HORTAEA WERNECKII PDF

The fungus has also gone by the names of Phaeoannellomyces werneckii, Exophiala werneckii,and Cladosporium werneckii. This fungus is found in the soil, sewage, and decomposing vegetation of tropical or subtropical coastal regions. In particular, these areas include the Caribbean and the coast of South America. The fungus causes painless brown or black patches to grow on palms and feet. Sometimes other areas of the body, such as the neck and trunk, can be affected. What causes it?

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Badali ,3,4,5 G. Cruz ,2 J. Araiza ,1 M. Cruz ,2 L. Fierro ,2 and R. Ponce 2 A. CP , Mexico Find articles by A. Bonifaz H. Badali G. CP , Mexico Find articles by M. Cruz J. CP , Mexico Find articles by J. Araiza M. Cruz L. CP , Mexico Find articles by L. Fierro R. Any of the above conditions can be waived if you get permission from the copyright holder.

This article has been cited by other articles in PMC. Abstract Tinea nigra is a superficial mycosis caused by Hortaea werneckii. It is an infrequent asymptomatic infection that affects human palms and soles, and is mostly observed in tropical countries. We evaluate retrospectively twenty-two confirmed cases of tinea nigra from a total of eleven yr — and discuss the epidemiology, clinical features and treatment of this disease.

In twelve cases, adults were involved, in 10, children. In nineteen cases the disorder was located on palms of hands and in three on soles of feet. In all cases, the obtained isolates were morphologically identified as Hortaea werneckii and the identification of ten isolates was retrospectively confirmed with the help of sequences of the internal transcribed spacer regions of the ribosomal DNA.

The patients received topical treatment with Whitfield ointment, ketoconazole, bifonazole, or terbinafine. Treatment with keratolytic agents and topical antifungals was effective. It is an infrequent, asymptomatic infection, limited to tropical and subtropical countries. Most typically, it affects palms of hands but is occasionally found on other parts of the body.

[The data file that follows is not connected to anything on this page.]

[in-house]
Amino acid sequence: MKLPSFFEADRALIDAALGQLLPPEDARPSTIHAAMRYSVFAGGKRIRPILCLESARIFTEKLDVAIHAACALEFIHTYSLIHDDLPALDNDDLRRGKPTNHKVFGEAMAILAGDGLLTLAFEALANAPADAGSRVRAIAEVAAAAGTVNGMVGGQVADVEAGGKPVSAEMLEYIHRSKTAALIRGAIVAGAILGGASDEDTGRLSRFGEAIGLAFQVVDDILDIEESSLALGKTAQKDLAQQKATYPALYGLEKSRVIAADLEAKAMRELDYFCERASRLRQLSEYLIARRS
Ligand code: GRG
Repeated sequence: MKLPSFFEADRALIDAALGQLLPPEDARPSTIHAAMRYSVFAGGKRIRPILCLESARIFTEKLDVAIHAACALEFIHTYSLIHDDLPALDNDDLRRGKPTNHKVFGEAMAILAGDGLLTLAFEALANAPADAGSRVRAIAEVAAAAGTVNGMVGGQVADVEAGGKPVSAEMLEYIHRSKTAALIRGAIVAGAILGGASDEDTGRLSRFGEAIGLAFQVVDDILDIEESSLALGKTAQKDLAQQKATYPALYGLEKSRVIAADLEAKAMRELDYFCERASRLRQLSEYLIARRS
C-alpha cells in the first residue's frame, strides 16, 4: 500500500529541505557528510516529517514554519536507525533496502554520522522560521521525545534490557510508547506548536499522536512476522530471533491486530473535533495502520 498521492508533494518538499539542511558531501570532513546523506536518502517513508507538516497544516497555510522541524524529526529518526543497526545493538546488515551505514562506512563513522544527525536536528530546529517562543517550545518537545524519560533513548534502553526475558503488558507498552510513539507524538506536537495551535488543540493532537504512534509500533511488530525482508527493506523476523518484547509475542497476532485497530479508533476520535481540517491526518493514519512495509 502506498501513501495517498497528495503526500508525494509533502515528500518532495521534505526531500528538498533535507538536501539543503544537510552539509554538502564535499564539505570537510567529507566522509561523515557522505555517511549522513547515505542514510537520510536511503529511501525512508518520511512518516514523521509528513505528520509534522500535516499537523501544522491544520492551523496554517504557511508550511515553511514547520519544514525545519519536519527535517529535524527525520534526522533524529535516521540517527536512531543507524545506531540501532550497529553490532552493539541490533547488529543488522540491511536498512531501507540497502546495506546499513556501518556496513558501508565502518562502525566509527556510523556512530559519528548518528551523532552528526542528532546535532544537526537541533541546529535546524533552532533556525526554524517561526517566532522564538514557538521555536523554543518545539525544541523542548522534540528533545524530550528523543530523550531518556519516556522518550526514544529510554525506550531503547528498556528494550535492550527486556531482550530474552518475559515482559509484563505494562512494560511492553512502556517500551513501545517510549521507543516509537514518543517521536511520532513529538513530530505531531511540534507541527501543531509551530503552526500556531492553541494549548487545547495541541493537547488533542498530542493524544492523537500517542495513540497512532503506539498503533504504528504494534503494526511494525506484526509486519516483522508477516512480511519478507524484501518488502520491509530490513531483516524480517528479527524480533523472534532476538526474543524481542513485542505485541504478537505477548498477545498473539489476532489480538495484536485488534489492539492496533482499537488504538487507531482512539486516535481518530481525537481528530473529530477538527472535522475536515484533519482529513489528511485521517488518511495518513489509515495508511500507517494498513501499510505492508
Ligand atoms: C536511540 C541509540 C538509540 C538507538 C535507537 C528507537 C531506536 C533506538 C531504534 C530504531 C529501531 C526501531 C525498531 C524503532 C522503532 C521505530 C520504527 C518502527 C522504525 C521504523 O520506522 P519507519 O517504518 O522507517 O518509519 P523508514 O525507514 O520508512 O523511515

Symptoms include hyperchromic plaques, in which the fungus may or may not live in commensalism with other organisms Hughes et al. The disorder has longtime been regarded as an infection and therefore Hortaea werneckii was classified as a BioSafety Level 2 organism Anon No keratinolysis can be observed and the adhesion to human hands is to be explained by the hydrophobic character of the yeast cells.

It has been proven that the natural habitat of the fungus comprises hypersaline environments due to its halophilic behaviour Zalar et al. The present article is a retrospective report of cases of tinea nigra, its epidemiological, clinical, and therapeutic features, as well as a review of the disorder.

Each of the strains was identified using macro- and microscopical features. The identification of ten strains was verified with sequences of the internal transcriber spacer regions ITS of the rDNA.

Methods for DNA extraction and sequencing were those of Badali et al. Sequences were compared using a black yeast molecular database maintained at the Centraalbureau voor Schimmelcultures, Utrecht, The Netherlands. Table 1. Demographic data of 22 patients with tinea nigra. Case nr.

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What Is Tinea Nigra?

Genus: Hortaea Description and Natural Habitats Hortaea werneckii is a dematiaceous yeast that inhabits the soil, particularly in tropical and subtropical climates. It is halophilic and has also been isolated from saltwater fish. Hortaea werneckii is an occasional cause of human infections [ ]. Species Hortaea werneckii is the only species classified in the genus Hortaea. This particular fungus has previously been classified in various other genera and the genus Hortaea appears as its most currently accepted classification. See the list of obsolete names and synonyms for older names of Hortaea werneckii. Pathogenicity and Clinical Significance Hortaea werneckii is the causative agent of Tinea nigra.

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Hortaea werneckii

Short descriptions and photographs of some photogenic microorganisms. Pathogenicity: H. This infection usually manifests itself as brown to black macules which are most often found on the palms of the hands. The appearance may initially resemble that of malignant melanoma.

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